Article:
Through most of my college career, I did an all-nighter at least once a week for studio. It's important to note that when architect's talk about all-nighters they literally mean all night (and the day before and a good chunk of the day after).
Now, as a practicing architect, I still get to take part in this wonderful past time (though thankfully not as regularly). The simple question is: why? Well, why not? Architects do all-nighters for various reasons; I will be honest and say that occasionally I probably mismanage my time and when a deadline approaches there is really nothing to do but crank to get the work done; but most of the time, I find that it is that strange obsession with Architecture that drives me to spend such ridiculous hours at it.
As architects, we are providing a service to a client just like many other professionals in many other industries. I may be biased (rather, I am biased), but I think that that is really where the comparison stops. We are providing a service, but we are providing that service in service of something larger. Most architects that I know are just like me; they have no idea why or where it comes from, but they know that deep down in their gut is an urge, an obsession regarding the making of buildings and the practice of Architecture. What I find so interesting about the practice is that, of course, we need the clients, but not just for the simple fact that they pay the bills. Generally speaking, getting to know a client makes the job of an architect easier. In Architecture, there really are close to limitless possibilities to solve similar problems. Where the client comes in is by helping the architect to understand what the problems are and what solutions may be appropriate. To me, this seems like a very unique client-service provider relationship. It is not just so simple as, "I need my house painted, I will pay you to paint my house." or "I need a triple-bypass surgery, I will pay you to perform a triple-bypass surgery." and so on (I am in no way diminishing the performance of these or any services. I do not contain the capacity to do either). This particular relationship seems to be more like "I have a very unique space on planet Earth (as of 2013) and I have loosely developed a program based off of other programs before it which may or may not represent my particular needs at this place, I will pay you to design a building on the aforementioned site that suites the needs of my specific program, developed from other programs before it which may or may not represent my particular needs at this place." From that initial engagement comes the fun part where we get to build a relationship with the specific groups of people that will be owning/using the space and begin to test out different solutions to the very unique challenges that the particular site and the particular needs of the client present.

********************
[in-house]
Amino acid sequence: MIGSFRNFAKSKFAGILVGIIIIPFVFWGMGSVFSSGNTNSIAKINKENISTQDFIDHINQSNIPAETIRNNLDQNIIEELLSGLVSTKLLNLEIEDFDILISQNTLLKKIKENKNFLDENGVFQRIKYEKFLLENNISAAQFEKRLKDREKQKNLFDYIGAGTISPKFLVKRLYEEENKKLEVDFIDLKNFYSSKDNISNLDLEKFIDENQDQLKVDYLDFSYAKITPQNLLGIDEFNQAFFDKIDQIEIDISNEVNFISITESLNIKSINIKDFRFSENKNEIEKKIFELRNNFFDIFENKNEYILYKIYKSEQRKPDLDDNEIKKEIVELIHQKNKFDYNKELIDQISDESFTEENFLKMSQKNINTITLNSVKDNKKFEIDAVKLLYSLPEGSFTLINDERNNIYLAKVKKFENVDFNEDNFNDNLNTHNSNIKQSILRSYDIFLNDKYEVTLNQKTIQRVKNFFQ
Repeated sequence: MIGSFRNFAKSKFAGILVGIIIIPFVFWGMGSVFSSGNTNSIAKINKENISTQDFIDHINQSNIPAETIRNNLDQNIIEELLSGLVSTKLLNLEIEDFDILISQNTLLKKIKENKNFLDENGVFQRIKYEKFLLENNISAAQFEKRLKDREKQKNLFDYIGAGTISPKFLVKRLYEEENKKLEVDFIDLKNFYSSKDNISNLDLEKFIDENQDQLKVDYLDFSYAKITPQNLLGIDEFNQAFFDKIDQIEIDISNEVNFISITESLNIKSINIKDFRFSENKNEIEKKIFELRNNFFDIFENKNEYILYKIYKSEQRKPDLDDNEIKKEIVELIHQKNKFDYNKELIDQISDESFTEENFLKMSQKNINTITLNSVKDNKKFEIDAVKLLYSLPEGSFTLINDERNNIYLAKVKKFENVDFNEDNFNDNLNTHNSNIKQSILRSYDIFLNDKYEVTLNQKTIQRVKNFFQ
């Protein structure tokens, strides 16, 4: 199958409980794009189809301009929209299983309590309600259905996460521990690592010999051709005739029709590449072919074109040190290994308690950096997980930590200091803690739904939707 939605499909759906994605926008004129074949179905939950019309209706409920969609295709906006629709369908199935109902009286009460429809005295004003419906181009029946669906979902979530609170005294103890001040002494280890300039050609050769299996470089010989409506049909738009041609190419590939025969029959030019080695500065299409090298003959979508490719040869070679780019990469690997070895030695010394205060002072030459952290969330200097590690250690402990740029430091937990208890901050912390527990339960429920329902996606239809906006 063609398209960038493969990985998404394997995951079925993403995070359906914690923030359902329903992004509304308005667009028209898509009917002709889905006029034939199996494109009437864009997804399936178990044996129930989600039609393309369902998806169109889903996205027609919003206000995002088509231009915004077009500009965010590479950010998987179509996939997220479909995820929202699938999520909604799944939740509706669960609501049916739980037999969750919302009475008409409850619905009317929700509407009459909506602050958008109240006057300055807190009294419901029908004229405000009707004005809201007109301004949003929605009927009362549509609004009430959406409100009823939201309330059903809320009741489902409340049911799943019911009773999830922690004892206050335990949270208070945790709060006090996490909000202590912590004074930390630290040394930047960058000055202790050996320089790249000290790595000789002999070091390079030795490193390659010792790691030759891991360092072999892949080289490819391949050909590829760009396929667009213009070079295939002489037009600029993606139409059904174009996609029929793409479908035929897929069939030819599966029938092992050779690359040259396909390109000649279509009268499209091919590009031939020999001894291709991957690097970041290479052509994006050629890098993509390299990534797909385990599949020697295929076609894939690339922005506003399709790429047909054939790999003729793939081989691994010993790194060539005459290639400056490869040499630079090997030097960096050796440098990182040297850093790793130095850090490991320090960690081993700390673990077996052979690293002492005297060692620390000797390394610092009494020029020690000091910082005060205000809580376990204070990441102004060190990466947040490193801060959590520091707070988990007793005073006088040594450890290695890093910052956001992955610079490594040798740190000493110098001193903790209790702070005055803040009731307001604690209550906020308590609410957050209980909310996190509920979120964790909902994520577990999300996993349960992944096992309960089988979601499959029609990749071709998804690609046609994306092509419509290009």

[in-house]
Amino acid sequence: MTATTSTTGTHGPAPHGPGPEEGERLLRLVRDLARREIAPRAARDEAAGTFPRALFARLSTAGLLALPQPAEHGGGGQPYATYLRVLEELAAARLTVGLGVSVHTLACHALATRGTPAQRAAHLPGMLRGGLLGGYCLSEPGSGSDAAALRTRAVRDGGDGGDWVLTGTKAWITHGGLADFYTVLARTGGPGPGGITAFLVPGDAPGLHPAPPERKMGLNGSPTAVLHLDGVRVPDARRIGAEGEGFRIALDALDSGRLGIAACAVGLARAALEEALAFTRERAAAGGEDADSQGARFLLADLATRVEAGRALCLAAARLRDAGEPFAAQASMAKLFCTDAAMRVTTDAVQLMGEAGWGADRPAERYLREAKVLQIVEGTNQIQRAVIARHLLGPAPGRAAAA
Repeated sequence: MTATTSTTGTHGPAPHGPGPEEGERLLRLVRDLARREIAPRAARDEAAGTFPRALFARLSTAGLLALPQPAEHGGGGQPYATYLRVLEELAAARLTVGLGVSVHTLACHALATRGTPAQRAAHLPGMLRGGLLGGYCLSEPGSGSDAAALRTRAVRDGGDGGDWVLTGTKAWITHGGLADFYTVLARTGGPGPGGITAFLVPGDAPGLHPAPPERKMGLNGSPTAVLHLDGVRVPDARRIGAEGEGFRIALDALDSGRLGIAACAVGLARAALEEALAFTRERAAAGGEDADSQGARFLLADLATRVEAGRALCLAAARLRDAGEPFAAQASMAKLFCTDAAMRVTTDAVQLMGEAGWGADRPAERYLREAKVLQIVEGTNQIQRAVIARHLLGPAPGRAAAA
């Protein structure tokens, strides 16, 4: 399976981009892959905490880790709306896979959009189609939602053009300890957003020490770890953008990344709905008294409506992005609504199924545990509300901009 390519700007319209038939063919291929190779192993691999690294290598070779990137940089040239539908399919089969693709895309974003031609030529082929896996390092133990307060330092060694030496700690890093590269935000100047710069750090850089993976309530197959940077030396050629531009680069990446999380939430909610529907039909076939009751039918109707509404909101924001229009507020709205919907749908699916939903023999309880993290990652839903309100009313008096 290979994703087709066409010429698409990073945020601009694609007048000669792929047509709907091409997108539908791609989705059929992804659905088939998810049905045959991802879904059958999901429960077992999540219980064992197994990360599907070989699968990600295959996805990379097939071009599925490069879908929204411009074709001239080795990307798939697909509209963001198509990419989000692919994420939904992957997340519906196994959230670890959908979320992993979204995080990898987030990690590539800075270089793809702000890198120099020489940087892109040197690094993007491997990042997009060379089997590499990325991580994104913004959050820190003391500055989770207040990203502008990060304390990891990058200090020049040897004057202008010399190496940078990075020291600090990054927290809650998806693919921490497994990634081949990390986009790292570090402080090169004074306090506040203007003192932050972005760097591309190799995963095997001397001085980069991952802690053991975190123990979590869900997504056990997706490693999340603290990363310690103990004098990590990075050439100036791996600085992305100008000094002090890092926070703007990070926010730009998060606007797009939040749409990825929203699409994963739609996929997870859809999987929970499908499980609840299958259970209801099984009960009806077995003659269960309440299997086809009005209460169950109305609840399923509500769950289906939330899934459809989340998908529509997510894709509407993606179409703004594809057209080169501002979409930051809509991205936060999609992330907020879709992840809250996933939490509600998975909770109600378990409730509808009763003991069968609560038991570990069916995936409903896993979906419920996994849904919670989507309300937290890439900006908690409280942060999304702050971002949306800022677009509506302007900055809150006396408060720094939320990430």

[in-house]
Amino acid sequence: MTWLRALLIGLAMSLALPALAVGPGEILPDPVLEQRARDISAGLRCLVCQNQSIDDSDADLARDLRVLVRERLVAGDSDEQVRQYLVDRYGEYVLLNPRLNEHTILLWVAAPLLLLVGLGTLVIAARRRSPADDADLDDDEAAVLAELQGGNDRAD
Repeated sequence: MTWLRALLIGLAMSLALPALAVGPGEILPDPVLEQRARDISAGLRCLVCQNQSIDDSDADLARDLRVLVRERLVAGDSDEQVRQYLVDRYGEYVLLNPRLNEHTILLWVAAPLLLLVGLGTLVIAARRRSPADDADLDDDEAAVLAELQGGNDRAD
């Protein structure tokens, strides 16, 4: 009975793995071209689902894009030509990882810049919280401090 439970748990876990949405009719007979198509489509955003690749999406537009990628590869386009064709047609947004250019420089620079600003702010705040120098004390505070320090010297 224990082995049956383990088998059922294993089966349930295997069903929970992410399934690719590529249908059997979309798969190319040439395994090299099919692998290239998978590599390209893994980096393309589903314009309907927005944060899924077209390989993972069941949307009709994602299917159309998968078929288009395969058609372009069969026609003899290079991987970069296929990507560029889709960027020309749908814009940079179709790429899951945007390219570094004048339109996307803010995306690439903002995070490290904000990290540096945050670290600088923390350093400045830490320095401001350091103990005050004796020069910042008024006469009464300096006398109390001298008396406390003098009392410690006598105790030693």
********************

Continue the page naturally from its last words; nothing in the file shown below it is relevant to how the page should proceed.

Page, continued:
So what does all that have to do with all-nighters? I guess there is just something about the profession that drives it. I am not an insomniac. I never have any problems going to sleep at night, but I also never have any problems staying up all night attempting to solve the particular problems of the project that I am working on. There is just something invigorating about the process and the way that it speaks to that odd urge to practice Architecture within most of us.